Let’s keep it simple silly!


In the Internet age, there’s no shortage of info on the Internet about the ‘best’ way to design your training program for strength, fat loss, etc. I won’t bore you with another article or ‘secret’. Instead, I wish to highlight a few points that can help you reduce your risk of getting injured.

#1 Avoid fancy stuff

Pistols (one legged squat) and jumping to reach a box, jump down are impressive feats but could damage your knees and feet (impact force).

If you can’t stabilise yourself on the floor, it’s probably not a good idea to attempt suspension type training (eg, TRX) such as the following example.

#2 Keep expectations realistic

For those into strength training and endurance sports (marathon, triathlon, etc), the positive aspect is being able to MEASURE your performance (how many reps, kilograms lifted, minutes to complete, etc).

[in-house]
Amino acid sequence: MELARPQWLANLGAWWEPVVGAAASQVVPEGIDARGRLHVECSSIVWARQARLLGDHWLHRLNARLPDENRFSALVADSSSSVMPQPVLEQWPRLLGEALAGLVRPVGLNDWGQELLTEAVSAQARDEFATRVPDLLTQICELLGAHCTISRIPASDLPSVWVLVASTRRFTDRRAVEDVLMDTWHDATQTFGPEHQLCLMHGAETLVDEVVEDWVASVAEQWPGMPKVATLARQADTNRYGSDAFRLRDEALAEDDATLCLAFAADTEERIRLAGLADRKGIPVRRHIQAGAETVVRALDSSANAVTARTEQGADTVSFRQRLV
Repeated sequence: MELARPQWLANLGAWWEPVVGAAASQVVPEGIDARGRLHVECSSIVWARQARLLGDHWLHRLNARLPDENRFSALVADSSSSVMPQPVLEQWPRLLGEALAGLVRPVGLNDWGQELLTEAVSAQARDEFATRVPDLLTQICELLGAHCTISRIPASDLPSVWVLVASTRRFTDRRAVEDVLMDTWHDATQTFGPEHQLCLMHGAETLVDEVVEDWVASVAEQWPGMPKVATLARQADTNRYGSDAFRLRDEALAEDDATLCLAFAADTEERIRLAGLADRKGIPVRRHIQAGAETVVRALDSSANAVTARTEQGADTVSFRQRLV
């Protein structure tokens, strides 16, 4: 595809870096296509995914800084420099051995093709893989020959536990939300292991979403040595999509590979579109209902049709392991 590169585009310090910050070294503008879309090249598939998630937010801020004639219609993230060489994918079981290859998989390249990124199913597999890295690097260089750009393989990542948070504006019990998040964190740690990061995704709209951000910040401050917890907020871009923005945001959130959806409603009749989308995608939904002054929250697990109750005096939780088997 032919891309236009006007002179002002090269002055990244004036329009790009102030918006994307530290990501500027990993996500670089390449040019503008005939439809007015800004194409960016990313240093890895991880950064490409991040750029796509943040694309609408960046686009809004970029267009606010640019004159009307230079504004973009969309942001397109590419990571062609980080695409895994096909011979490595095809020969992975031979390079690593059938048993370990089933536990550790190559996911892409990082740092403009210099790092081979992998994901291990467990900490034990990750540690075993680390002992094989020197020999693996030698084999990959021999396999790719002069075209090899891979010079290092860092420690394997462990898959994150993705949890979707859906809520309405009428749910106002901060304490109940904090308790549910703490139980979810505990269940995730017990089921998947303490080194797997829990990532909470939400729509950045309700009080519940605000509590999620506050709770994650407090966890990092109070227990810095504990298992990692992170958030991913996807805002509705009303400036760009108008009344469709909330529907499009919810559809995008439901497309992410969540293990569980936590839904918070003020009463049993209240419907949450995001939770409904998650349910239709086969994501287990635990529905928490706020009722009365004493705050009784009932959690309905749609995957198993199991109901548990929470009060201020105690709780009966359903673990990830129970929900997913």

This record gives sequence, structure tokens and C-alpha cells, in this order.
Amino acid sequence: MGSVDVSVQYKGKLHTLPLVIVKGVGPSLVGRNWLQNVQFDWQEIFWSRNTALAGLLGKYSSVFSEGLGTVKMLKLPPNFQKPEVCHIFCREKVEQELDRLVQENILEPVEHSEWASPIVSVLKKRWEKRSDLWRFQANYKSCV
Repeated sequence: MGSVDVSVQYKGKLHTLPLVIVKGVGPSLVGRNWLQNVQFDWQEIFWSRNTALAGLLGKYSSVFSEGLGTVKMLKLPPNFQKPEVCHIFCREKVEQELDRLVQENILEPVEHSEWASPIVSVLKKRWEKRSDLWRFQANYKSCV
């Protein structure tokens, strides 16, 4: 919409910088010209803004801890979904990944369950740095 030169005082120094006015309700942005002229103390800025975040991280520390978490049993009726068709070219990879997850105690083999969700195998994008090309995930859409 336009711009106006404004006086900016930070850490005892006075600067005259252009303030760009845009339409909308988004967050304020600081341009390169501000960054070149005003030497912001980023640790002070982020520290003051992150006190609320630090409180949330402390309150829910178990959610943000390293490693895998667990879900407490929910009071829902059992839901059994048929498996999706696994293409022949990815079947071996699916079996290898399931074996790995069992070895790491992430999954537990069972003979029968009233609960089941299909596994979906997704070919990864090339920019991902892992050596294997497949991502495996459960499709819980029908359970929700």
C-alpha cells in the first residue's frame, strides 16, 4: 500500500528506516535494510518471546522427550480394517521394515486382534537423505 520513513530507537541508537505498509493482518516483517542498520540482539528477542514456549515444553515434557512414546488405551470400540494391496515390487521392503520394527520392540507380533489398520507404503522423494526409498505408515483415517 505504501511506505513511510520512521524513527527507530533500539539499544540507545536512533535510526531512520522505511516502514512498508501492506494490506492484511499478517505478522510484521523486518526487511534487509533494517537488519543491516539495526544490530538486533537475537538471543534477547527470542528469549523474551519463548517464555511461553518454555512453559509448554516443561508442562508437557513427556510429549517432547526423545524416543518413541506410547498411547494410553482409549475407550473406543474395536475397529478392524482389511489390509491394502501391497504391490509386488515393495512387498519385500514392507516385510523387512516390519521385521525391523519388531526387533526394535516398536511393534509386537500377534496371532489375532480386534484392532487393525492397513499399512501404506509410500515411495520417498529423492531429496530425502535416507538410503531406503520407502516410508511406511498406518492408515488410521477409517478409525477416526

However, you need be realistic and not obsessed about achieving personal best and personal records. For example, a performance such as in the Crossfit video below is probably unachievable for average people.

#3 Sensible program per session

We seem to have an obsession with packing as MUCH as possible into a day in the office, gym, running on the road, etc. Whether it is ‘kiasu’ attitude (afraid to lose out) or as a consumer, perceiving that you get your money’s worth (attend as many group exercise classes since you have paid for your gym membership), etc, there’s only so much the body can handle. After that it breaks down! Think knee, shoulder, elbow wear and tear! Or worse, a heart attack while running a marathon!

Prof Stuart McGill has some comments about Crossfit (Prof McGill )

#4 Rest

You may need to rest one or more days for each day of intense physical activity. You also need some rest during your physical activity to catch your breath, etc.

#5 Stretch

While Crossfit has got a bad reputation for leading to injury, there is no denying that they do have some great ideas for improving mobility as Kevin Kula demonstrates below:

#6 Try different activities (aka cross training)

If you do predominantly strength or endurance activities, try adding or substituting with mind-body classes such as Yoga, taichi, or qigong; racket sports such as badminton, etc.

#7 Use your brain

There you go… KISS. Principle #7 reiterates the need to think rationally and not be driven by ego, emotion etc.